Amkette Evo TV Review
- Newer OS on board
- More RAM provides a huge boost to performance
- Motion control is smooth and assured
- Better gaming experience
- Cannot play back certain video codecs
The updated Amkette Evo TV is a polished product. Its unique element- motion control - works smoothly and with a much more assured response. The updated OS and more RAM have made considerable difference in terms of how quick this device responds.
When we had reviewed the Amkette Evo TV in the autumn of last year, it had come across as a rather unique idea, but one that had still needed refinement. This time around, it is a much more polished product.
Build & Design
On the outside, the look of the Amkette Evo TV is exactly the same as the previous edition. A fairly compact device, and the old saying “if it isn’t broke, don’t fix it” is not to be forgotten. The whole host of 4 USB ports and the memory card reader are pretty much unmatched by rival media players in terms of sheer numbers! At an average, you will usually find 2 USB ports on most HD media players. The external media can be connected to the ports that are all placed on the sides. The front is completely clean, with just one LED that turns red when in standby mode and blue when powered on.
Audio-Video connectivity options are placed on the back spine of the Amkette Evo TV. There is the full sized HDMI and the composite connectivity option via a conversion cable that comes as a part of the package.
As we had mentioned earlier, the design of the updated Evo Box is exactly the same as the previous edition. And that is a good thing, because we quite like the size and design of the Evo Box. It is smaller and thinner than the WD Live as well, which is a commendable job. The build quality is quite good, even though it is an all-plastic casing. The top panel has the matte finish, but the frame on the sides is glossy black. You might want to be a bit careful when connecting an external USB drive to it, lest the device ends up with scruff marks around the ports.
Features & Performance
One of the two big differences between the Evo Box and the previous generation Evo TV is the difference in RAM. The upgrade has brought the Evo Box with 1GB of RAM, as against the 512MB earlier. And that has made immense difference in the startup time and how smoothly the device works.
The Evo Touch remote is the most unique feature of the entire Evo Box package. It lets you control the device and move around the interface by waving the remote around in the air. Critically, the design and the way you use this remains exactly as it is from the previous edition. Critically, the on-screen response is much smoother and assured. We had pointed out the inconsistent nature of the motion gesture remote with the first edition. Playing Angry Birds should be a lot more fun now!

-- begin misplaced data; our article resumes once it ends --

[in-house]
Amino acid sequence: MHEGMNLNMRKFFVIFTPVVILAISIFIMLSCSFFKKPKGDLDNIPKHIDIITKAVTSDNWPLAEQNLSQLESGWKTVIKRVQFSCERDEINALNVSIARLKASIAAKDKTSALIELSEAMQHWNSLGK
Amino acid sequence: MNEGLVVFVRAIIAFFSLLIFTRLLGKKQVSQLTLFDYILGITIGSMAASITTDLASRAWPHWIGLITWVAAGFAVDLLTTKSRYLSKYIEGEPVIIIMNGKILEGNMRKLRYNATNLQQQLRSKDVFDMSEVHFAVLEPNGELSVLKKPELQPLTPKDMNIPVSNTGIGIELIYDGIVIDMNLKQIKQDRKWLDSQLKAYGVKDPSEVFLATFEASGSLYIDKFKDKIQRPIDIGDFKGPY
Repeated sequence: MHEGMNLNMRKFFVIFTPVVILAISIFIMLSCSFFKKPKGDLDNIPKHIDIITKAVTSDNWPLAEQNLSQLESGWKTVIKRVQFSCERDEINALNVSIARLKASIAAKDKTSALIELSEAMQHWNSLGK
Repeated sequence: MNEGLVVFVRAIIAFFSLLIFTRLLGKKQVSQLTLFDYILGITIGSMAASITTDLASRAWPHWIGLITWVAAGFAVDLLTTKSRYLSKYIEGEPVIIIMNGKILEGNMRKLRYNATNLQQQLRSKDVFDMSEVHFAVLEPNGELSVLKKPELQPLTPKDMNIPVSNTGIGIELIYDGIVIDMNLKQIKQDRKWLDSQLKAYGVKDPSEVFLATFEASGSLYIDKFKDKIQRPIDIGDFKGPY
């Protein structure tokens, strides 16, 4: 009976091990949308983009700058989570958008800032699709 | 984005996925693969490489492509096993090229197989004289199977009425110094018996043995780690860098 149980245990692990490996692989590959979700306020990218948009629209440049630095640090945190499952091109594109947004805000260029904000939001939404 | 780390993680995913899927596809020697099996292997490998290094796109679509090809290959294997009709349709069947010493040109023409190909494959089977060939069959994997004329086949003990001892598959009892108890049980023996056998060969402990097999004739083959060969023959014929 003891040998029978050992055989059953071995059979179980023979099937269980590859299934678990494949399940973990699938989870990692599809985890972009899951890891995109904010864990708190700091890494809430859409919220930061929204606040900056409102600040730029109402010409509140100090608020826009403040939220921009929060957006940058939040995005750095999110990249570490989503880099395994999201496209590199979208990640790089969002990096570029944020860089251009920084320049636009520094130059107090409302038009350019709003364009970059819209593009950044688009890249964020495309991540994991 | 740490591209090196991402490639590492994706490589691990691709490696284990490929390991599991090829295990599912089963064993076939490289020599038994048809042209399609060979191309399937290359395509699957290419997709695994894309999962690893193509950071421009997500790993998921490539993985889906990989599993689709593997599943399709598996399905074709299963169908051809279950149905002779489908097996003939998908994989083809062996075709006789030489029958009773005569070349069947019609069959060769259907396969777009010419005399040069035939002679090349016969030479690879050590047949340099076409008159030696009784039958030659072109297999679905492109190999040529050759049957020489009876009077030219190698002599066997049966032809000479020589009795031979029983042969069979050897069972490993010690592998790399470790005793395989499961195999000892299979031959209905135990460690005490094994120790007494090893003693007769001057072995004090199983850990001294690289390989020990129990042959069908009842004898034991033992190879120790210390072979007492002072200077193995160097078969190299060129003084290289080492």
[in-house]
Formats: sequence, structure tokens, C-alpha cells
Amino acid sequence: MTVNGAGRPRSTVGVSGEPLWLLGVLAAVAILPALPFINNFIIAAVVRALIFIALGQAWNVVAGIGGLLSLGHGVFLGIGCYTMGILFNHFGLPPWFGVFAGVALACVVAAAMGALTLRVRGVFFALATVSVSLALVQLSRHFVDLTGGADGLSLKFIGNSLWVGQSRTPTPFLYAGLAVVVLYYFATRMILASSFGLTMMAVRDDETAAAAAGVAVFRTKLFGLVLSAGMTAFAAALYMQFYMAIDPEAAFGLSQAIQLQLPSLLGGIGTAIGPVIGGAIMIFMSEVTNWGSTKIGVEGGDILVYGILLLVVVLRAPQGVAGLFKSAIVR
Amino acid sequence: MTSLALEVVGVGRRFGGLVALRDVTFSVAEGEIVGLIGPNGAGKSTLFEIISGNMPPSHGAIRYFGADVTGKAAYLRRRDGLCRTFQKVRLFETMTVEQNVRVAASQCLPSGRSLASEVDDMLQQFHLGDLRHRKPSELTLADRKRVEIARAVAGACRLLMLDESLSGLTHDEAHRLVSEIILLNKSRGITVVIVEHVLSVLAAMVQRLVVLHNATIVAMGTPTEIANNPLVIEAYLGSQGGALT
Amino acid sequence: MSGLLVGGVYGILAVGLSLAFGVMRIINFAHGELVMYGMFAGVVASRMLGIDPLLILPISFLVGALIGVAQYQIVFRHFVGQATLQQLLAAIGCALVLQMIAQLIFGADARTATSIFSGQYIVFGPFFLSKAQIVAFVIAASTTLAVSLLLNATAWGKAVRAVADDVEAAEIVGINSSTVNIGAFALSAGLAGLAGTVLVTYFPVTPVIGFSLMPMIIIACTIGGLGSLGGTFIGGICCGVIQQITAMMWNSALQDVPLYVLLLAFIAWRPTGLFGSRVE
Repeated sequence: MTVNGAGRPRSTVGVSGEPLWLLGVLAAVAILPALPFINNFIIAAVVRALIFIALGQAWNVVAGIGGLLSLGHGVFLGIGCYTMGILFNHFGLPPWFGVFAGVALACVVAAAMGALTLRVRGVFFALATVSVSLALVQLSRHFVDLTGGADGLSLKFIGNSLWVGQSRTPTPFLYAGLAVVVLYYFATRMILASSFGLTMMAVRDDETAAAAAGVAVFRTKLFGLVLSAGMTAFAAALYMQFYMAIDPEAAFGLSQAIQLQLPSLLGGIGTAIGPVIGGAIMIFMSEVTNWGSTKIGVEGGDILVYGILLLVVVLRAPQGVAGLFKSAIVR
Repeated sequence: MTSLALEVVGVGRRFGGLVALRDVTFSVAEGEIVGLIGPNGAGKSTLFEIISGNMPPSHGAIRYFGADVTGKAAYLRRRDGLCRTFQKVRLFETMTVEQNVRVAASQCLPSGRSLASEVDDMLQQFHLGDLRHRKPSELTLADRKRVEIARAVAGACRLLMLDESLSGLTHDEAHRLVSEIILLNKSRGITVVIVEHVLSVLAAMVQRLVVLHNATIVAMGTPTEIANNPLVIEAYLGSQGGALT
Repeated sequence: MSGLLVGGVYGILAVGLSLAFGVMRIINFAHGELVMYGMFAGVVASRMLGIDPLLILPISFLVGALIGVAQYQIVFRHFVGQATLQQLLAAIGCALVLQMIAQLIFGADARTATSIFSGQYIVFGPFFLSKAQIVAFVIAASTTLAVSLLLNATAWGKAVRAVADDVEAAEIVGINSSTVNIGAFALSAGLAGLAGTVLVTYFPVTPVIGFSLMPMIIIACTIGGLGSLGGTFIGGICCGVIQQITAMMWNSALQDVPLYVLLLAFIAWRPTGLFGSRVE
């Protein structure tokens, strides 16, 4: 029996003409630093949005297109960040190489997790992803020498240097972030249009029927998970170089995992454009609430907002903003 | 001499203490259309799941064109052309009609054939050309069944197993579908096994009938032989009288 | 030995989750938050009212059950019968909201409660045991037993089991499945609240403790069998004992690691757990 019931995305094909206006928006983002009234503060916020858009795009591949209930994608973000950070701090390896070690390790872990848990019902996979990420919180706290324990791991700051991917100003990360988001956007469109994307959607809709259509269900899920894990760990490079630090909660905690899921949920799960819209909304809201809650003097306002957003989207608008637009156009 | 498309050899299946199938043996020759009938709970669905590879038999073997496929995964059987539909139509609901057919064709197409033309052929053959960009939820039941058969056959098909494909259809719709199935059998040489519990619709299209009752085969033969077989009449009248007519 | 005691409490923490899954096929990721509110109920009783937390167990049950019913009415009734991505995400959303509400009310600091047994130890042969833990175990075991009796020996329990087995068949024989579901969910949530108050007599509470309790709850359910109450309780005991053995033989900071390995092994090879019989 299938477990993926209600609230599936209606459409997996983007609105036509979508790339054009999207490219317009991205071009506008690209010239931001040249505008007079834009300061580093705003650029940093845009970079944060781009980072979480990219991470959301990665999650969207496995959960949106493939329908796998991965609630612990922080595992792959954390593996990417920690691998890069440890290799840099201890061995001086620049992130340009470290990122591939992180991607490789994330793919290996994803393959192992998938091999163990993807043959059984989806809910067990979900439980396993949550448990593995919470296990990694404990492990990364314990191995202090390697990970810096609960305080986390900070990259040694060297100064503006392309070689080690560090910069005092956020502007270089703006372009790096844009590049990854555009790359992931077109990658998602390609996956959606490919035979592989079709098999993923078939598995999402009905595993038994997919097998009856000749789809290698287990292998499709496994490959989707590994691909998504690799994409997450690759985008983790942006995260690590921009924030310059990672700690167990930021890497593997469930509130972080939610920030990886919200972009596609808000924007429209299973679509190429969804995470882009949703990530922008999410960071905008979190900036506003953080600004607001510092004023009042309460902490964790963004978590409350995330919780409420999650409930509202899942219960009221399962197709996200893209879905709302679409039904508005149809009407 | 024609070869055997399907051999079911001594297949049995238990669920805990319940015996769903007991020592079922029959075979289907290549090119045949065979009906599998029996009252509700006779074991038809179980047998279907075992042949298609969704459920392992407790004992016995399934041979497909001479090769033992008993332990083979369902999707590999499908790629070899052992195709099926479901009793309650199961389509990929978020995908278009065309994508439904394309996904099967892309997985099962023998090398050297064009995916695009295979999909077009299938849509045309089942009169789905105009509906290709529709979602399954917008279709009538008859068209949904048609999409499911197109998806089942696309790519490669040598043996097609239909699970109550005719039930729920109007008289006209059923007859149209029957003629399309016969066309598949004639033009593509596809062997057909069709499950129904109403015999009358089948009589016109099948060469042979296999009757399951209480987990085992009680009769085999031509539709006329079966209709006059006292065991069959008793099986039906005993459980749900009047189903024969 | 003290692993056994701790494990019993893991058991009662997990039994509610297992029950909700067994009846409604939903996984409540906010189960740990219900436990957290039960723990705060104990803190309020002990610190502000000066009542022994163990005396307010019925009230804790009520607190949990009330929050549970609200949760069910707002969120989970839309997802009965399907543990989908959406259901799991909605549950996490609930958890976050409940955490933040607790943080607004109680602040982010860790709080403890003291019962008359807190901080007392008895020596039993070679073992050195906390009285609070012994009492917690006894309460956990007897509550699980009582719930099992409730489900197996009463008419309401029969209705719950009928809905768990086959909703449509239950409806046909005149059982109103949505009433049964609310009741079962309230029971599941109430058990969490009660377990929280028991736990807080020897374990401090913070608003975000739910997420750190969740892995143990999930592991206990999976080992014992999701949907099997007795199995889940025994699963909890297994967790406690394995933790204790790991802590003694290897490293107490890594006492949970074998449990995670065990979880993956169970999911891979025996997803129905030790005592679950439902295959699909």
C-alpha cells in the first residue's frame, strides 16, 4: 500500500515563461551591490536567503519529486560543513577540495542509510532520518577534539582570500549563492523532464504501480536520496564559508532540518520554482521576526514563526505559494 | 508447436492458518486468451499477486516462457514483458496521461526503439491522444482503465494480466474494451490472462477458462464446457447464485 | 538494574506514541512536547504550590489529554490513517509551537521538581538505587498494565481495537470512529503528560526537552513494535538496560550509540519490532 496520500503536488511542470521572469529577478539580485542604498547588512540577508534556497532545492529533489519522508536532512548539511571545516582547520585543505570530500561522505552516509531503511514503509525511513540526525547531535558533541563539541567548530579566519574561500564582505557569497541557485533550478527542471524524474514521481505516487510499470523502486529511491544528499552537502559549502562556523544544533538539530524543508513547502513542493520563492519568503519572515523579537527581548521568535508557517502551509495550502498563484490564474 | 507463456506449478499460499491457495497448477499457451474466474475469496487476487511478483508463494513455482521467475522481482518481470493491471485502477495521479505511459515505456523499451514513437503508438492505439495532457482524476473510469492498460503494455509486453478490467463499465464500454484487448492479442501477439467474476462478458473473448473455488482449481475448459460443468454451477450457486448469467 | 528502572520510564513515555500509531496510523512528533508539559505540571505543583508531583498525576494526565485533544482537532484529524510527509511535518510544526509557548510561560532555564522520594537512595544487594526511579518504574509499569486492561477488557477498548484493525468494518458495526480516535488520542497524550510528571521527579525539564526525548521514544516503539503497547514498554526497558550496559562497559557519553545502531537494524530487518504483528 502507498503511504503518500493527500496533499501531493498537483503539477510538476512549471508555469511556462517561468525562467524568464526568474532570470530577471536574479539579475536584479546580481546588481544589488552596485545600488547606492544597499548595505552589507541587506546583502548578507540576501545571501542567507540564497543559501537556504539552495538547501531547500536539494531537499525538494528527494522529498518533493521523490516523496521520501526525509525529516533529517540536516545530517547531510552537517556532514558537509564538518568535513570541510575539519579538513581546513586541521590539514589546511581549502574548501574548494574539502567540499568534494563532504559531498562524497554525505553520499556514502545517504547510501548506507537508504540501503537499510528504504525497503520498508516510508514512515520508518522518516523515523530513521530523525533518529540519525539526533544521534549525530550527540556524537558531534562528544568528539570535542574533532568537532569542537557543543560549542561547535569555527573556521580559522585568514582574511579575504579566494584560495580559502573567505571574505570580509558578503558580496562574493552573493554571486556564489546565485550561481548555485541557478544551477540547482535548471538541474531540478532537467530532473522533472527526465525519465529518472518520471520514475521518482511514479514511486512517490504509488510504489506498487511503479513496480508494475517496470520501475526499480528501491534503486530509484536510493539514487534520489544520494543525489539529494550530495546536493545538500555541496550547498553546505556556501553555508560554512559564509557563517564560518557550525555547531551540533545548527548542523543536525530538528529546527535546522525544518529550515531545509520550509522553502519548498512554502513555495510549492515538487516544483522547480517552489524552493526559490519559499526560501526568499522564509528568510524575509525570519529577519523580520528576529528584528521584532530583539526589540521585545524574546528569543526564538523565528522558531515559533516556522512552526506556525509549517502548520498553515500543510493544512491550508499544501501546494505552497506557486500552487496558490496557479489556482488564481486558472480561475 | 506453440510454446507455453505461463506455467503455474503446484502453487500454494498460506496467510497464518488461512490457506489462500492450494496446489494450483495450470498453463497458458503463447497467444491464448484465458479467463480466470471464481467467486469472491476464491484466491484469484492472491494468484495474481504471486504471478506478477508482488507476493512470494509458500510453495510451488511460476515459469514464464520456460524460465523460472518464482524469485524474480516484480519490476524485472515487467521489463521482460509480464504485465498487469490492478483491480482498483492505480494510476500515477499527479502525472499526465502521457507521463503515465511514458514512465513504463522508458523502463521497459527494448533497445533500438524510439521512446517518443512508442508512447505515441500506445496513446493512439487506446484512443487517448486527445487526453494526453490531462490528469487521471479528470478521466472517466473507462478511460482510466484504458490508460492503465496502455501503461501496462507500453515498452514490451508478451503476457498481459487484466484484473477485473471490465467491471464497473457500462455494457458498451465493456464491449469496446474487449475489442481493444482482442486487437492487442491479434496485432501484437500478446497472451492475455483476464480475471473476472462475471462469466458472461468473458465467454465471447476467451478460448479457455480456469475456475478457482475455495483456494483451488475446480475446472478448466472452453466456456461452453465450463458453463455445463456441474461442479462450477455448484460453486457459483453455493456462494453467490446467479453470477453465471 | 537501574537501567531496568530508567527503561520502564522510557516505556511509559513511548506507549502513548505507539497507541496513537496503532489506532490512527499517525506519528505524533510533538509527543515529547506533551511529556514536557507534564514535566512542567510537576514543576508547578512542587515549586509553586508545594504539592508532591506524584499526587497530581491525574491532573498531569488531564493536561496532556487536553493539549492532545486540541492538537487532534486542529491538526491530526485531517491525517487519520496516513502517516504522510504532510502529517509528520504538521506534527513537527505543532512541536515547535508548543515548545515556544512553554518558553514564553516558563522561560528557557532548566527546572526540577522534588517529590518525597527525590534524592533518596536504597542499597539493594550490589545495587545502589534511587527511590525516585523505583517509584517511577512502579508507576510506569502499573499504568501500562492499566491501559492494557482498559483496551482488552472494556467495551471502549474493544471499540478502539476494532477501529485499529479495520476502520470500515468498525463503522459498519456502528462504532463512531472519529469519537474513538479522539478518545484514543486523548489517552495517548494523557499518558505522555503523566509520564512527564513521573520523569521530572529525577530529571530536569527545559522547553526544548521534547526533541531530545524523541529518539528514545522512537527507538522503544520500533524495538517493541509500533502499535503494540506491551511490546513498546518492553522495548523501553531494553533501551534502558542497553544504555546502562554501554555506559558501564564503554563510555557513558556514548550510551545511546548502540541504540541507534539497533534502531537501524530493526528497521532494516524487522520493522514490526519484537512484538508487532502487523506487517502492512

While the interface on the Amkette Evo TV remains pretty much the same, the newer Ice Cream Sandwich OS base makes the experience smoother than before. The horizontal scrolling works better now, but the categorization of apps and icons is well done. There is a whole lot of content you immediately are hit with the first time you get to the home screen! With access to the Play Store and even a secondary re-done Evo app store, you will have no shortage of apps on the device.
As an HD media player, the Amkette Evo TV’s capabilities remain the same as before. It will upscale standard definition content fairly well. HD content plays back smoothly, but you will not have too many picture tweaks, the way the likes of the WD Live or the D-Link Boxee Box offer. But the issue still remains with the compatibility with certain video containers. During out tests, certain MKVs are MP4s either did not play back, or did not have any audio playback. Still, the Amkette Evo TV does feature improved compatibility, undoubtedly, but is still no match for the likes of the WD Live and the Boxee Box.
The interesting addition is the XBMC capability on the device itself, which pretty much makes this a unique proposition among all HD media players. Movies get a completely different angle with XBMC data scraping – summaries, fan-art, reviews etc., and there is no need to hook up a PC for that. You can pull data for all your media on the connected storage.
Unfortunately, what the Amkette Evo Box still does not do is play good with the home network streaming applications like the PS3 Media Server. If that can be added somehow in a future update, this can come closer to the better HD media players in the market.
The unique features do add some premium to the price tag. If you need a robust HD media player for movie playback, the WD Live and the D-Link Boxee Box would make for better deals. But if the extras are what entice you more, Amkette Evo Box will be money well spent. The gesture remote control makes it easier to get down with gaming, even for those who aren’t very quick to adopt new technology. And that just increases the appeal of the Evo Box.
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